However, church needs must be met, and when there is no one else fulfilling the need…You got it. I taught it! From Sunday school to Wednesday Bible study’s and even the nursery, I filled in the gap. Hopefully to the bystander looking on, I showed love and joy, but in my heart of hearts, I held dread. It just wasn’t fun for me. I decorated the classroom, purchased curriculum, planned snacks and crafts all with a smile, but on the inside I longed to be in the adult class. I knew that children’s ministry was not my calling because instead of feeling inspired, fulfilled, and content after class, I would feel discouraged and empty. 

I would pray about someone to take my place. I remember, a few years ago, I approached a church member and asked her if she would enjoy teaching the kid’s Bible study on Wednesday nights. When she responded yes, a levy broke inside of me, and I cried unexpectedly and uncontrollably. I’m surprised I didn’t scare her off! But, when you enjoy a task, you don’t mind the work. She is no longer attending church here, but the Lord has continued to provide teachers for the children. 

I am learning that it is ok to let go. The Lord will provide. I can only do what I feel the Lord has called me to do. If I am doing someone else’s job, then I am robbing his/her blessing. 

Tales from Christmas, in July 

Christmas Productions.

One of my favorites: The Good News Christmas Cruise 

My daughter, Haylee, is the small girl in white (above).

The boy in red is my son Jacob (below).
I love Christmas! I love musicals! So, what could be better than a Christmas musical??? How can an activity be equal parts exhilarating and exhausting!?! 

Every year I would look at my sister-in-law and say, “Please remind me to never do this again.” But, a year would pass, and I would do it again. I did finally pass the baton a few years ago, and honestly, I kinda miss it. (Don’t tell anyone. Shhhhh.)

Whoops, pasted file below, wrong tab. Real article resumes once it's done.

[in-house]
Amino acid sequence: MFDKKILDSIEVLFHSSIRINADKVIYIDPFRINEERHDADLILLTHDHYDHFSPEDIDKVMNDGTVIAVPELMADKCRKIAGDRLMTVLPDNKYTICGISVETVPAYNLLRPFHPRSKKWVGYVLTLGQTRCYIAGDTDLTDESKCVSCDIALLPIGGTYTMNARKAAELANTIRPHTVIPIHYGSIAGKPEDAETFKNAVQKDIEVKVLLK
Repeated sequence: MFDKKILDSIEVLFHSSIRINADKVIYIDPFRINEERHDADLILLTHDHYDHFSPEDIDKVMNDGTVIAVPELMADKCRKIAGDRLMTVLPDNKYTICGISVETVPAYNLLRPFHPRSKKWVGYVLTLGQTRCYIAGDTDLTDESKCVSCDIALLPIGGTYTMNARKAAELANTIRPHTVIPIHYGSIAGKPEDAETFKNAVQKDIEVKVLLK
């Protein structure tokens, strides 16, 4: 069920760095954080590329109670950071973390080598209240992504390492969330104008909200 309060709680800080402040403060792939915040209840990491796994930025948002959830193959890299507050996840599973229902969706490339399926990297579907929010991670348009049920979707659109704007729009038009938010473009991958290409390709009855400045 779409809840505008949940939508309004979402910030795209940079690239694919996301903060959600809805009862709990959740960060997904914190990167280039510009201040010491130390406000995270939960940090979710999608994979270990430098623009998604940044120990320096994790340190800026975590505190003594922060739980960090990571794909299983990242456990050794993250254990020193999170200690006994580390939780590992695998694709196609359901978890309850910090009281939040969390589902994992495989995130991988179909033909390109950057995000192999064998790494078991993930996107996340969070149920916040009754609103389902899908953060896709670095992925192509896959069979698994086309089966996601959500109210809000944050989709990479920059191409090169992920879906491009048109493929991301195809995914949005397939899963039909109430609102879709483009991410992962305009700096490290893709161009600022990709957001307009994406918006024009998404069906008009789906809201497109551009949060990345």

The practices were grueling. Only a handful of participants would show up at a time leaving me to fill in the extra lines. No one would memorize his/her lines until the final day before production! I literally forced people to sing whether they possessed a natural talent or not. And, I pretty much forced them to have a good time. 😊 Can’t you command people to have fun? 🤔 I sure tried. Lol. 

I suppose my last year to be involved was the year the poop 💩 hit the floor (isn’t that how the saying goes??). No, but seriously, I found poop on the floor of the Sunday school room.  Real people poop!! Across the hall from the bathroom, on the floor of the classroom, there it lay: 💩. I was livid. It was dress rehearsal, so kids and parents were all there to help. I took a grocery bag, picked up the poop, tied the bag in a knot, and marched (poop in hand) to the platform. I took the microphone, had everyone sit down, and my rant began:

“Do you know what I have in this bag?!? Poop! Real people poop! Someone thought it would be ok to poop on the floor. Well, it’s not ok. If you did this, you have a problem. Go see a counselor. Never poop anywhere but the toilet again. This is God’s house! We do not poop on God’s house!…..”

Umm, you get the gist of it. I made a point that day. Hopefully whoever the culprit was would think twice before pooping next time. Needless to say, I suppose I was a little stressed. I’m certain I should have handled the poop situation more tactfully. 

However, regardless of the stress of months of rehearsals, the actual performance never disappointed. The parents and grandparents so enjoy the joyful noise of their grand babies. The forgotten lines are swept away by the perfectly delivered, and the scenery and costumes delight the audience. The story lines reflect Jesus and lives are literally changed making it all worthwhile. 

Galatians 6:9

And let us not be weary in well doing: for in due season we shall reap, if we faint not.